FISME stresses on financial issues of SMEs | SupportBiz

Finance Forum

FISME stresses on financial issues of SMEs

Having the right kind of exposure in the market is very crucial for every Indian SME. The government, government-led agencies, and the entire SME ecosystem have understood the potential of innovative practices for marketing, fund raising and manufacturing process optimization.

As a catalyst agency for Indian MSMEs, Federation of Indian Small and Medium Enterprises (FISME) has some ongoing programmes under three verticals - market access, policy reforms, and implementation of externally funded MSME development projects.

The newly elected FISME President, D Gandhikumar, shared his views on the present three-pronged focus of FISME.  He said, “We will continue to work upon three areas for the development of Indian MSMEs. These priority areas will be marketing, policy reforms, and MSME development activities. Out of these issues, I would like to particularly focus on issues related to marketing this year.”

 Sharing his outlook  on his new assignment, as he has just joined  FISME,  Gandhikumar said, “I am aware of the daunting responsibilities that the job entails, and I can only carry them out with the co-operation and support of MSME members, friends and well-wishers of FISME. I humbly seek your guidance and suggestions   on how  FISME can become more relevant to the needs and issues of MSMEs and which new grounds should we break to  bring India among the top 10 entrepreneur-friendly nations in the world.”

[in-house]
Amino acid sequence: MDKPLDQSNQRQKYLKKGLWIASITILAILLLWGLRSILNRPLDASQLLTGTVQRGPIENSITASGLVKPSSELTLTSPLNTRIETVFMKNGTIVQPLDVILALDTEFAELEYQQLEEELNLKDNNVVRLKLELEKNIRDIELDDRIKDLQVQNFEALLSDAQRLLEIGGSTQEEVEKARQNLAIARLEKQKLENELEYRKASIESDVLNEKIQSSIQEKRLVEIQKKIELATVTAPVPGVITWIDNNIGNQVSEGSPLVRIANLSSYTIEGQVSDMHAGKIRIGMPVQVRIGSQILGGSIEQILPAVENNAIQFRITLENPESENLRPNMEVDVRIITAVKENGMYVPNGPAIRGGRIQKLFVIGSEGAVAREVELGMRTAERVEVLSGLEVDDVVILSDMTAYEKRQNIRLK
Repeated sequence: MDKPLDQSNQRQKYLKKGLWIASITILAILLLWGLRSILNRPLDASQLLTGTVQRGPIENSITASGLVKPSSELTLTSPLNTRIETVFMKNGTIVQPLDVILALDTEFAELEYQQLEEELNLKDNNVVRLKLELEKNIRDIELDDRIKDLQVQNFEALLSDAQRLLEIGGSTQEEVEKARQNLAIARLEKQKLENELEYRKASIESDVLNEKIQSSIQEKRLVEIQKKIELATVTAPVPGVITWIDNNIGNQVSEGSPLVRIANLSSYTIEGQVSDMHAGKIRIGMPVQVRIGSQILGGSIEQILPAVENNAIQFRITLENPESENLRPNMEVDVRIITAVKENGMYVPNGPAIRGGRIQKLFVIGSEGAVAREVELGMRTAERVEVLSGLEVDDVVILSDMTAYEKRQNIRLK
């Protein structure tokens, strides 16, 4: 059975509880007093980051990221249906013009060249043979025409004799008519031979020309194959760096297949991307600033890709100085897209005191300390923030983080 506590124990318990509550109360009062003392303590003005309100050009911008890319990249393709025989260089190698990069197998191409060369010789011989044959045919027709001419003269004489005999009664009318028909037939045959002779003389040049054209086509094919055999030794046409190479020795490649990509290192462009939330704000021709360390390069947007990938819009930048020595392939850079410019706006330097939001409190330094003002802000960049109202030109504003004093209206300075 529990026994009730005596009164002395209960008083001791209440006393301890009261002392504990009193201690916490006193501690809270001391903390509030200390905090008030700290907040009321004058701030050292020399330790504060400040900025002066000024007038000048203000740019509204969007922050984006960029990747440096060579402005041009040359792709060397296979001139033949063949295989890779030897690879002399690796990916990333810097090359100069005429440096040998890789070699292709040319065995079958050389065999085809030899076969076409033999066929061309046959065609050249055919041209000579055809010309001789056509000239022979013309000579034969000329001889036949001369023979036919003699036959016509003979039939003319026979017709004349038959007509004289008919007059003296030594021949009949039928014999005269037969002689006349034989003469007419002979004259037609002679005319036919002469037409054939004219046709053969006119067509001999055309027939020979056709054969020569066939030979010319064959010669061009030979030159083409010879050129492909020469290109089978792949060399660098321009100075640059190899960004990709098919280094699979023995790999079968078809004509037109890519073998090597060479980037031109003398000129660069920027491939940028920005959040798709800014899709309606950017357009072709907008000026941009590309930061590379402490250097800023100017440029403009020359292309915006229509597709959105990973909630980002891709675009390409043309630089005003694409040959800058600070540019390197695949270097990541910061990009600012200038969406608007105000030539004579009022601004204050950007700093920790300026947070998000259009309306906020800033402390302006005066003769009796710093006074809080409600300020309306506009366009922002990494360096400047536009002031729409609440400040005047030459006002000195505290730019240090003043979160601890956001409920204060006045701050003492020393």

VK Agarwal, immediate past President, FISME, emphasized on three critical factors that have negatively affected  SME exchanges. These three  factors can be attributed to the slow progress of SME exchanges:  lack of enthusiasm  amongst investors, reluctance of merchant bankers to take on  assigned responsibilities, and high cost to issuers.  

Suggesting the way forward, Agarwal said, “FISME stresses that in order to enable SME exchanges to take off, a stipulation from the Government of India is needed for FIs, MFs, insurance companies and banks to invest a certain small portion of their funds earmarked for capital market to issues on SME exchanges. Additionally, the lender banks of the issuers may also be encouraged to subscribe to issues of their borrowers with whom they may have taken exposure and be enjoying an extended satisfactory relationship.”

It is noteworthy that entrepreneurs, who often complain about raising capital for their businesses, need to have up-to-date information about  the latest trends in the field.  Although banks do offer SME-oriented schemes,  businesses need to understand that there are newer avenues for getting financial support available as well.